In other words, don’t let appearances fool you. There are similarities, but remarkable differences.
One author illustrated this text a generation ago; From looking at an acorn, would you ever imagine the existence of a great oak tree? No, it doth not yet appear what it shall be. From looking at a scrawny, awkward, fuzzy eaglet, can you prophecy that one day it will soar with tireless wings upon the air; that it will defy the hurricane and scream at the clouds? No, it doth not yet appear what it shall be. From looking at a crawling, earthbound caterpillar, can you prophecy that someday it will lift itself from the dust upon wings of multicolored beauty and make its home among the flowers? No, it doth not yet appear what it shall be. / Roy L. Laurin, First John: Life At Its Best (Kregel, 1987), p. 106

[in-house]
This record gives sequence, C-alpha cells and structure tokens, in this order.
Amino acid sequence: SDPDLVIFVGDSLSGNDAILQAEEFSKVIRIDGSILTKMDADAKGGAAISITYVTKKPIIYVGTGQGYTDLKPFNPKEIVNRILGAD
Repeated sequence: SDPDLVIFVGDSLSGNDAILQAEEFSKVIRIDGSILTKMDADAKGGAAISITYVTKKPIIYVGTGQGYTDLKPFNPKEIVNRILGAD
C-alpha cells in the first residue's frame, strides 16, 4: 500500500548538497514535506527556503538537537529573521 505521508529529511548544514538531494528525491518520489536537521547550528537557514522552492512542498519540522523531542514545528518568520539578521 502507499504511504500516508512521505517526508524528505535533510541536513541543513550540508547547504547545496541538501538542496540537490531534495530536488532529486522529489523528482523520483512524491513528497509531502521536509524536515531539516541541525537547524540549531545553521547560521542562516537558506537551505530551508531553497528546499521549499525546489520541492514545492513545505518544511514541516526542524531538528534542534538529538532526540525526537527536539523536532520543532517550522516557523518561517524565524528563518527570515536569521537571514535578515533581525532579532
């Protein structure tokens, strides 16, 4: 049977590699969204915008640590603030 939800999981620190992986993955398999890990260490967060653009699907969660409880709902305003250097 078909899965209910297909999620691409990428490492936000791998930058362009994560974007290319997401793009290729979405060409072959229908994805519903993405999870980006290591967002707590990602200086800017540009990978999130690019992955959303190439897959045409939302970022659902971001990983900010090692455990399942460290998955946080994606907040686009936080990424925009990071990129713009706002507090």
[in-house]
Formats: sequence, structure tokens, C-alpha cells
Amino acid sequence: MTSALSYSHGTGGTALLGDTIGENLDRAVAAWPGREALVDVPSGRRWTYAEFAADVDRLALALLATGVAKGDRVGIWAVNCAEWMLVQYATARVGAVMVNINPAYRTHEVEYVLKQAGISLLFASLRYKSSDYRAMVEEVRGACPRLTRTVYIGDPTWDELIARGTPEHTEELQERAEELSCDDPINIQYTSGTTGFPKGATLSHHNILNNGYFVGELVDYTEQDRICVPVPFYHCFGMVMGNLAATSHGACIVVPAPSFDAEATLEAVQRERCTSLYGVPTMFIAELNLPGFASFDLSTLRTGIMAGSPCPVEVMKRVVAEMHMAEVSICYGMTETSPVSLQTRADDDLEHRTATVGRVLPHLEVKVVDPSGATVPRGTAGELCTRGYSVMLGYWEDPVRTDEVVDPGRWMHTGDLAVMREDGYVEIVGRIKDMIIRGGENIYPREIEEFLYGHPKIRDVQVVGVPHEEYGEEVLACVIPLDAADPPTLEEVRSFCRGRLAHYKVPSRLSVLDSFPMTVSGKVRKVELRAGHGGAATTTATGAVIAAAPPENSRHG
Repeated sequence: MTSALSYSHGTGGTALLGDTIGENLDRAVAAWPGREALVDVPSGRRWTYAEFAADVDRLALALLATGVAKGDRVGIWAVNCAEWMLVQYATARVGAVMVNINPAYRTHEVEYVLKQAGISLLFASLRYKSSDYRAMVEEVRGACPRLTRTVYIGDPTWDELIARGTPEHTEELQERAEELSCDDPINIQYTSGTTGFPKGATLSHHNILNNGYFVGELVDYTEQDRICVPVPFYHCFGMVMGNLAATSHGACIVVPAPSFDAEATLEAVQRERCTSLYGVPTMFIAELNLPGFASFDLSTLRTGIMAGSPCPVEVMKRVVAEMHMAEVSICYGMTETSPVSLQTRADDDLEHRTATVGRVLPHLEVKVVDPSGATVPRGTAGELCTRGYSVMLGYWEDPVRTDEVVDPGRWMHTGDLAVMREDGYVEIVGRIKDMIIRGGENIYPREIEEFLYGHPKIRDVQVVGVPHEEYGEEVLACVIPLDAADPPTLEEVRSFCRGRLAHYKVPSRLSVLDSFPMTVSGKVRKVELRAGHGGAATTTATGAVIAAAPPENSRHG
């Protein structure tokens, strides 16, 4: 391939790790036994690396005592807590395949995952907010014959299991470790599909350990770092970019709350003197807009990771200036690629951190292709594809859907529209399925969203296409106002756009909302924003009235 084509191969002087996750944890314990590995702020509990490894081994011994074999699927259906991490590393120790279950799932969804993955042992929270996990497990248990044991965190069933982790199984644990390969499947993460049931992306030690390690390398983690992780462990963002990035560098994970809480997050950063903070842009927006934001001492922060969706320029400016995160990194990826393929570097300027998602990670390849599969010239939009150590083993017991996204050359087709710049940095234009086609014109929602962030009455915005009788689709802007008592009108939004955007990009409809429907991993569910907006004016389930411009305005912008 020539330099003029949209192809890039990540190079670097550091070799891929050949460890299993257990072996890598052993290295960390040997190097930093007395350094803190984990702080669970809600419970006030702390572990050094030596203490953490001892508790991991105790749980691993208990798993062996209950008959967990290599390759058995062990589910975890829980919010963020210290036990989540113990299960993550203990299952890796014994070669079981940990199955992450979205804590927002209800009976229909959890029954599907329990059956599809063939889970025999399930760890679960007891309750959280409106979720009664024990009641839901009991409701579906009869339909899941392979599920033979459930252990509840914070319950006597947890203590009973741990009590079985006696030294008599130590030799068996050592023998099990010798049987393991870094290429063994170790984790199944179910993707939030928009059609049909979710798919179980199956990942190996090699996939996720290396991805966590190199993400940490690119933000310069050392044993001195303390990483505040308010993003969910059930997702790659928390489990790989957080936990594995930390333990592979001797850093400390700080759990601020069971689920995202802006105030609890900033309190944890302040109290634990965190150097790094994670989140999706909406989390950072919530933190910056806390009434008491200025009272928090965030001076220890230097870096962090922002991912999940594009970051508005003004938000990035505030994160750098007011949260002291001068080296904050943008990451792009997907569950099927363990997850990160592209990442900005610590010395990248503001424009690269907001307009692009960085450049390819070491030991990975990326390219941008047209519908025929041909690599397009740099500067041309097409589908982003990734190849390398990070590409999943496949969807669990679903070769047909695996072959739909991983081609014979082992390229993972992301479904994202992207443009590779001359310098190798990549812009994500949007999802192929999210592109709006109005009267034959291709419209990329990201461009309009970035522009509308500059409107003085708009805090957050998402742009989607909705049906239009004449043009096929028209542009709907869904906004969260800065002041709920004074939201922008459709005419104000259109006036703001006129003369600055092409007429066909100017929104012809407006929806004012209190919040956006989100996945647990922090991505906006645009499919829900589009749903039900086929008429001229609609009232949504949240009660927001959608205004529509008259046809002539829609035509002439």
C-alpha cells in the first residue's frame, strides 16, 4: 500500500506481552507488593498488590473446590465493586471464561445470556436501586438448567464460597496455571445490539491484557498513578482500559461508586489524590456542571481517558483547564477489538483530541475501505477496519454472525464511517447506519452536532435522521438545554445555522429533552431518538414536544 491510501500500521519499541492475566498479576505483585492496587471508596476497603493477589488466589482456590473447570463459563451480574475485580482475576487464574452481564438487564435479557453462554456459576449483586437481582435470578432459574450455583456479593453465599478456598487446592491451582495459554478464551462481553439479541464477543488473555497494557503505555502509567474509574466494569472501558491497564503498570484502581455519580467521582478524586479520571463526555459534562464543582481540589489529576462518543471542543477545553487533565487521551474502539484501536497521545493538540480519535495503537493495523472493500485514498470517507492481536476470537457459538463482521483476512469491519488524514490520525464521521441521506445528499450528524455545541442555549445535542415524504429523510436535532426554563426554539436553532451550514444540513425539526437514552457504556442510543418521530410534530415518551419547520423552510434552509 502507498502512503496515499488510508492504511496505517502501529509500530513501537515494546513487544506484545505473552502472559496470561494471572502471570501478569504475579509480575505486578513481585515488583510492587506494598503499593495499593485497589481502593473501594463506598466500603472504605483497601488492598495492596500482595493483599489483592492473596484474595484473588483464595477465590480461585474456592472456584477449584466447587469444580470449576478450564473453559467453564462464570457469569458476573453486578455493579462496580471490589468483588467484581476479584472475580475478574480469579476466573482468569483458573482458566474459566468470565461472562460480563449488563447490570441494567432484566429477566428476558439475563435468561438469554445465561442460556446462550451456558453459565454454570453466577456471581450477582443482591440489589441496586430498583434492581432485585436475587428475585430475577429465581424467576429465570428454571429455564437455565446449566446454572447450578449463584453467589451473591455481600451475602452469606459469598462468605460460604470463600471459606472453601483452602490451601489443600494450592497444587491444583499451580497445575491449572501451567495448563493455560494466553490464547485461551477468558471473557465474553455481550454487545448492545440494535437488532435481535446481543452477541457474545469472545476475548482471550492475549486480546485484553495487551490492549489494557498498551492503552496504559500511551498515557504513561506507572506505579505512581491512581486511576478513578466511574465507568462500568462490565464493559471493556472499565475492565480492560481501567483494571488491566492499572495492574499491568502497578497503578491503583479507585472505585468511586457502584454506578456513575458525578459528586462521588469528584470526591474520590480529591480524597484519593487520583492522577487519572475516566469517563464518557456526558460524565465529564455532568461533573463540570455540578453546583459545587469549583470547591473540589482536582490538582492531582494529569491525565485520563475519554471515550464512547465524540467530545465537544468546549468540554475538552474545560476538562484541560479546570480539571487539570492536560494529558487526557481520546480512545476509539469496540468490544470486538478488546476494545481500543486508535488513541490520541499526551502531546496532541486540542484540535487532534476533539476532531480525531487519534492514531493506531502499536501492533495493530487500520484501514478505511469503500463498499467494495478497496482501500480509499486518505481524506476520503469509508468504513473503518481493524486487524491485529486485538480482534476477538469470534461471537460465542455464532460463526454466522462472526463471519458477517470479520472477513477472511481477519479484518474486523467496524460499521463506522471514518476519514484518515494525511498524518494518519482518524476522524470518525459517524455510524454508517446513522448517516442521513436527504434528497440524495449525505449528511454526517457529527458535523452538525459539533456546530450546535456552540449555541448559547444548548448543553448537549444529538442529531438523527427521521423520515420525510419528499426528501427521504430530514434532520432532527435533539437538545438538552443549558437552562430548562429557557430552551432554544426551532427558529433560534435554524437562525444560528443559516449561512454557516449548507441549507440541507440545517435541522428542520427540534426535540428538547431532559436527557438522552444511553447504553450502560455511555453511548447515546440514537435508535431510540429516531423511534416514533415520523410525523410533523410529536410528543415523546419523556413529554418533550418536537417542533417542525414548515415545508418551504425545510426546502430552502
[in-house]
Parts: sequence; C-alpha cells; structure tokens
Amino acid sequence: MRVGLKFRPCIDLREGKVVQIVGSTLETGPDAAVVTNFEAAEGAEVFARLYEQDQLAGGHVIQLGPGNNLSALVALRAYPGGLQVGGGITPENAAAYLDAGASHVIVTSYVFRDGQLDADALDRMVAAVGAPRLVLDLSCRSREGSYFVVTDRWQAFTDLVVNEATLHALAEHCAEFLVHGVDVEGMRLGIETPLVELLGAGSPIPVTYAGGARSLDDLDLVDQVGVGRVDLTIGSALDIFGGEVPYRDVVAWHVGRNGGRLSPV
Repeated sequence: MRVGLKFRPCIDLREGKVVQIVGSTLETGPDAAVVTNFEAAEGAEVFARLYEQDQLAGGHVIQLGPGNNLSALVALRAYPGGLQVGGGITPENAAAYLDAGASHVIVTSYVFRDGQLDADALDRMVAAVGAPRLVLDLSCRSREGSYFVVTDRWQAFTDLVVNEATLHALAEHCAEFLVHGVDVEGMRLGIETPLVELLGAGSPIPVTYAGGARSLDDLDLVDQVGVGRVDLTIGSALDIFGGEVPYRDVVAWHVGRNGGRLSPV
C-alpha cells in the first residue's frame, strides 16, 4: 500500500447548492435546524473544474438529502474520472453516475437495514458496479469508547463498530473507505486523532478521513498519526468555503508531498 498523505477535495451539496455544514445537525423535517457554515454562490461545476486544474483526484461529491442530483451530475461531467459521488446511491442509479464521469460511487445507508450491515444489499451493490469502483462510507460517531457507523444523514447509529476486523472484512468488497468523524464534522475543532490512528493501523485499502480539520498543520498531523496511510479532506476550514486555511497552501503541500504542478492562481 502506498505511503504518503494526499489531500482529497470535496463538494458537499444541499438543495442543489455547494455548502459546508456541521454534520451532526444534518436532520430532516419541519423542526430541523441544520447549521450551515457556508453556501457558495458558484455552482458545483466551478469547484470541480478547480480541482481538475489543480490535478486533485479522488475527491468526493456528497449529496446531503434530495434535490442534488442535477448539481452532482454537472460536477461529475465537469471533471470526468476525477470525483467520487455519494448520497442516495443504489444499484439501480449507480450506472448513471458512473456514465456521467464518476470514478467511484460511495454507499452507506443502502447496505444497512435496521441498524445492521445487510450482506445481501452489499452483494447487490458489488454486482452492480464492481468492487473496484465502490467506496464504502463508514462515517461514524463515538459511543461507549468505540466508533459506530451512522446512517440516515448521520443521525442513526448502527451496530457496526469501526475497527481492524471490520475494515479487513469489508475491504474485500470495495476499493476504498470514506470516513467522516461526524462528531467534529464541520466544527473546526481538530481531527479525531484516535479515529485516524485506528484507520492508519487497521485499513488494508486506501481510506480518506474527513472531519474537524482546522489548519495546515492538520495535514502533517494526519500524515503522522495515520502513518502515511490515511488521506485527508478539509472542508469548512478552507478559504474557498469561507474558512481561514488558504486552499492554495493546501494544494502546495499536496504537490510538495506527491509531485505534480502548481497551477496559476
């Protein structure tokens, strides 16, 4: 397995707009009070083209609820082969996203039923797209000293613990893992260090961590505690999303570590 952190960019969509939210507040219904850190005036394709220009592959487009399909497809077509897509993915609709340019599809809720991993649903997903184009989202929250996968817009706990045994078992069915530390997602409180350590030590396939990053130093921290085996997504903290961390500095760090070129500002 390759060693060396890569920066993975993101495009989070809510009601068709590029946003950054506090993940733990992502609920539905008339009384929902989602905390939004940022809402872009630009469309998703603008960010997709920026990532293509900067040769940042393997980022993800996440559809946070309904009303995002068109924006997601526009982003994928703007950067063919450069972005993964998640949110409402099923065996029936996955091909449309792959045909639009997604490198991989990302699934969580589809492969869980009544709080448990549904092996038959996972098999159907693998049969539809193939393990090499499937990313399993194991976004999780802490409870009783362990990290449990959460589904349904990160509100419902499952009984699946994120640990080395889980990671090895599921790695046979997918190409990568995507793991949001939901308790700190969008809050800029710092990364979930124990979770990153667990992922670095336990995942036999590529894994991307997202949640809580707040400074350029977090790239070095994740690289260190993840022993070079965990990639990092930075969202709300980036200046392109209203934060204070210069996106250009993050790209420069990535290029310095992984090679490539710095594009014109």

Beloved, here’s the conviction of the Apostle John - You and I are only shadows – whispers – of what we will become.
The Apostle Paul simply writes that we will go from being earthy to being heavenly; that our mortality will be exchanged for immortality. (I Corinthians 15)
We haven’t seen anything yet!
One theologian wrote a parable from this text, imagining twins inside a mother’s womb – a boy and a girl – having a conversation.
The sister said to her brother, “I believe there is life after birth.”
Her brother protested, “No, no, this is all there is. This is a dark and cozy place, and we have nothing else to do but to cling to the cord that feeds us.”
The little girl insisted, “There must be something more than this dark place. There must be something else, a place with light where there is freedom to move.” Still, she could not convince her twin brother.